Every child learns to read at their own pace. There is, therefore, no need to give your child pressure or get worried if they happen to be slow readers. However, there are pre-reading skills that parents can use to know what areas of a kid’s life require attention for smooth reading in the future.
Statistics Brain showed that reading is not popular among many people.
In fact, 50% of US grownups cannot read a grade 8 book.
42% of college graduates never read any book after school.
70% of adults have not been in a bookstore for the past five years.
Now we are not saying that people don’t read completely because it is impossible not to read.We read every day; while shopping, while driving and on our phones.
Unfortunately, the examples aren’t substantive.
The above statistics show that despite reading being a major part of academics, it has been neglected. If adults are not reading, it is possible that kids may not be reading too.
However, the fact that you are here shows that you are among the few people who value reading, or at least, you want your child to be a vivid reader.
What are Pre-reading Skills?
Pre-reading is simply what the children need to know before they begin their learning reading journey. The skills are essential in reducing the stress and frustration that comes with the learning process when it comes to formal education.
As a parent, teaching your kids about pre-reading skills is among the best gifts you will ever give them in life.
It’s such a rewarding thing, and yet it is easier than you would ever imagine.
The Six Pre-Reading Skills Every Toddler Should Know
There are six pre-reading skills that toddlers learn before they join kindergarten or during their schooling.
When these skills are learned and mastered, it makes the learning process of reading very easy. In fact, they are only four; the first two are a bonus that fit in the other four categories.
An article by Concordia University-Portland shows that illiteracy levels are staggering, and we need to teach pre-reading skills to boost the reading skills in the nation.
Pre-reading Skill 1: Print Motivation
Print motivation means showing interest and being excited about reading books. You can achieve this by reading in the presence of your kids.
Tips to Encourage Print Motivation
- Whether it is an email, text, grocery list, or recipe you are reading, show the toddler you are enjoying reading it.
- Create time and read something with your child every day
- When reading, use a cheerful but natural voice
- Go to the library with your kid and give them the freedom to choose their books
- Learn the interests of your kids and help them choose books based on what they love
Pre-reading Skill 2: Narrative Skills
Having narrative skills is the ability to describe things and retell how an event unfolded. For a toddler, this may mean repeating nouns found in pictures.
Here are Ways to Encourage Narrative Skills Development
- Have pretended play sessions with your child
- Come up with stories and tell your toddler
- Tell your child to narrate a story even if it is from a book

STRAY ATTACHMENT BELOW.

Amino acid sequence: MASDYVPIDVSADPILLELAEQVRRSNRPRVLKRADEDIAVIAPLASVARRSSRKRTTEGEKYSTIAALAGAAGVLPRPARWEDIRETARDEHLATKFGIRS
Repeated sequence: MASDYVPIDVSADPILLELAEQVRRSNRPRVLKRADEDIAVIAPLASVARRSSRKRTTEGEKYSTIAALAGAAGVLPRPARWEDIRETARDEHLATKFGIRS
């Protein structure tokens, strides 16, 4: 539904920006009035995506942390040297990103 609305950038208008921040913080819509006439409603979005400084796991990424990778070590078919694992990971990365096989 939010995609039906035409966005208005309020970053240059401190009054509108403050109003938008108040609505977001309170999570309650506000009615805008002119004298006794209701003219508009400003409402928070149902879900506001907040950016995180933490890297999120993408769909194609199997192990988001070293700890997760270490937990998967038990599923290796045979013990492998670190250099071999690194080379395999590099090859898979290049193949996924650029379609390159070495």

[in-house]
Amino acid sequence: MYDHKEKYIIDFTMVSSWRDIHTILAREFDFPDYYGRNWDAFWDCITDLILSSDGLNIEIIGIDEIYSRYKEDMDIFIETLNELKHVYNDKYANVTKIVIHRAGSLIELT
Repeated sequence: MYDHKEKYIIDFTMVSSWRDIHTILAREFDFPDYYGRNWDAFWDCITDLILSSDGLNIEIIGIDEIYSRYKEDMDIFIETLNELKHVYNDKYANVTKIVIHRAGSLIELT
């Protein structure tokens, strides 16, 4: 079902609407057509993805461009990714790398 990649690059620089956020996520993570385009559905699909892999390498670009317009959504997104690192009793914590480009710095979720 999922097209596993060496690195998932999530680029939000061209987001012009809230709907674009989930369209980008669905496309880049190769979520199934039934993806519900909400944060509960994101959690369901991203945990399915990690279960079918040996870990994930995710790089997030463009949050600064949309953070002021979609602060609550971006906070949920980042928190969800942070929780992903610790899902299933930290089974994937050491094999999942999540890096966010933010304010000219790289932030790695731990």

- While reading books, ask them open-ended questions
- Choose repetitive books for your child (this works for younger kids)
Pre-reading Skill 3: Print Awareness
Printing awareness is seeing print, and understanding it has a function. This involves understanding how to hold a book, how to turn pages one by one, and how to do it correctly.
Ways to Increase Print Awareness Skills
- Let your child handle books
- Show them how to hold books and how to turn the pages correctly
- Point words in the books as they read
- Show them familiar words in books. This could be their names or names of familiar places.
Pre-reading Skill 4: Vocabulary
This involves knowing the names of objects and connecting them to ideas, feelings and objects. This is also referred to as a child’s oral language skills.
What is important here is creating that connection. You do not have to use flashcard programs to achieve this.
Here are Tips for Growing your Pre-schooler’s Vocabulary:
- Read factual books with pictures
- Read picture books
- Use expansive vocabulary when talking to your child; whenever you use a difficult/new word explain the meaning to them
- When you come along a new vocabulary when reading, remember to explain it
- Tell your kid to describe the toys as you help them get the right words to use
Pre-reading Skill 5: Phonological awareness
This involves being able to recognize that words are made by small sounds and playing with those sounds.
Methods to Encourage Phonological Awareness
- Allow and encourage your toddler to say silly things
- Be creative and come up with word riddles for your kid to solve
- Challenge your preschooler to change the first sounds in a word for fun. For example, from the word CAT, they could say FAT, CAP, or SAT.
- Sing and teach your tot interesting kid songs
Pre-reading Skill 6: Letter Knowledge
This is understanding that every letter is different from the other, and it has its name and sound. This, therefore, involves the child understanding the letters and sounds.
Ways to Encourage Letter Knowledge
- Teach your tot how to sing the alphabet song
- Teach them how to recognize names
- Take time to read the alphabet books together
- Invite your tot to describe the shape of each letter
- Point out familiar letters in your daily activities
One Final Note
It is good to let your child grow and develop with no pressure to avoid stress. However, taking at least 15 minutes every day for the pre-reading activity or less depending on the concentration of your child can be very helpful.
Also, kids do not learn reading on their own. They require help, and the above program will enhance your tot’s ability to read by understanding letters, new vocabulary, and narrative skills as you boost their interest and love in books.
Your child is full of greatness, be their coach, and help them tap it!